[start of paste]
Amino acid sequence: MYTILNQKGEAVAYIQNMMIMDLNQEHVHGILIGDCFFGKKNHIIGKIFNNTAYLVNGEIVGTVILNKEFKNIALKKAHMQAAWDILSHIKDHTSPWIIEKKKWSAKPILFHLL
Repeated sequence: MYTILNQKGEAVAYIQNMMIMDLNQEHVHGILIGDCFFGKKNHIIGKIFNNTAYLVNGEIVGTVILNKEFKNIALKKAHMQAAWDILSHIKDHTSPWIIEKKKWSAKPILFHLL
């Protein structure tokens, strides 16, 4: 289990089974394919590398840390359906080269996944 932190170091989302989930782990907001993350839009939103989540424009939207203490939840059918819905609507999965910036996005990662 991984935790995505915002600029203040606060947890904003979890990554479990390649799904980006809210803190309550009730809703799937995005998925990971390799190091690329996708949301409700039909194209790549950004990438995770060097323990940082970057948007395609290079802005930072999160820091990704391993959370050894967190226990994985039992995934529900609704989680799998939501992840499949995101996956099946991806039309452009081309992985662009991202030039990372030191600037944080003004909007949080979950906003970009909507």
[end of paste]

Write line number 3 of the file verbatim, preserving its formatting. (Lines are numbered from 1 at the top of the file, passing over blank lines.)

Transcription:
């Protein structure tokens, strides 16, 4: 289990089974394919590398840390359906080269996944 932190170091989302989930782990907001993350839009939103989540424009939207203490939840059918819905609507999965910036996005990662 991984935790995505915002600029203040606060947890904003979890990554479990390649799904980006809210803190309550009730809703799937995005998925990971390799190091690329996708949301409700039909194209790549950004990438995770060097323990940082970057948007395609290079802005930072999160820091990704391993959370050894967190226990994985039992995934529900609704989680799998939501992840499949995101996956099946991806039309452009081309992985662009991202030039990372030191600037944080003004909007949080979950906003970009909507």